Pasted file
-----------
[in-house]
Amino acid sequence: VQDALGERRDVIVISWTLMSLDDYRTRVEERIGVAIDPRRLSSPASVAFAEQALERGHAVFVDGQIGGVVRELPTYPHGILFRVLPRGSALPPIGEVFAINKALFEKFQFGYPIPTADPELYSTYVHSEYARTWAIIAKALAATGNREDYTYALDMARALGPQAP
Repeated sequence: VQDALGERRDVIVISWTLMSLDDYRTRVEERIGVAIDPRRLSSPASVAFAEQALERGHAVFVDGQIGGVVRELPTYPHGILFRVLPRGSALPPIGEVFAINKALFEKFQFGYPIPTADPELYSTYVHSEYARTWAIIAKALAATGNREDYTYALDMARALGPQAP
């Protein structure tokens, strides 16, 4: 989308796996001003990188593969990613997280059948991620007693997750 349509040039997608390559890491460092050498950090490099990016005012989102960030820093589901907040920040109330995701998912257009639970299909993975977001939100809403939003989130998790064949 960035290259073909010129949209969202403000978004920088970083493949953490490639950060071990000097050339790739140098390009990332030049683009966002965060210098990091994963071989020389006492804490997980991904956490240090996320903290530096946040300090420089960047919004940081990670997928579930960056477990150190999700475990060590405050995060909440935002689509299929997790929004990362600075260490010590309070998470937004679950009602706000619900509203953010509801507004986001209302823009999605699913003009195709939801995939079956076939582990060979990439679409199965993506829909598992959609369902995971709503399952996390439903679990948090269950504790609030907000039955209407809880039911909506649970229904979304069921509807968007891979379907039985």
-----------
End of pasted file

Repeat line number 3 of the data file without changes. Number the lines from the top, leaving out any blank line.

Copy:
Repeated sequence: VQDALGERRDVIVISWTLMSLDDYRTRVEERIGVAIDPRRLSSPASVAFAEQALERGHAVFVDGQIGGVVRELPTYPHGILFRVLPRGSALPPIGEVFAINKALFEKFQFGYPIPTADPELYSTYVHSEYARTWAIIAKALAATGNREDYTYALDMARALGPQAP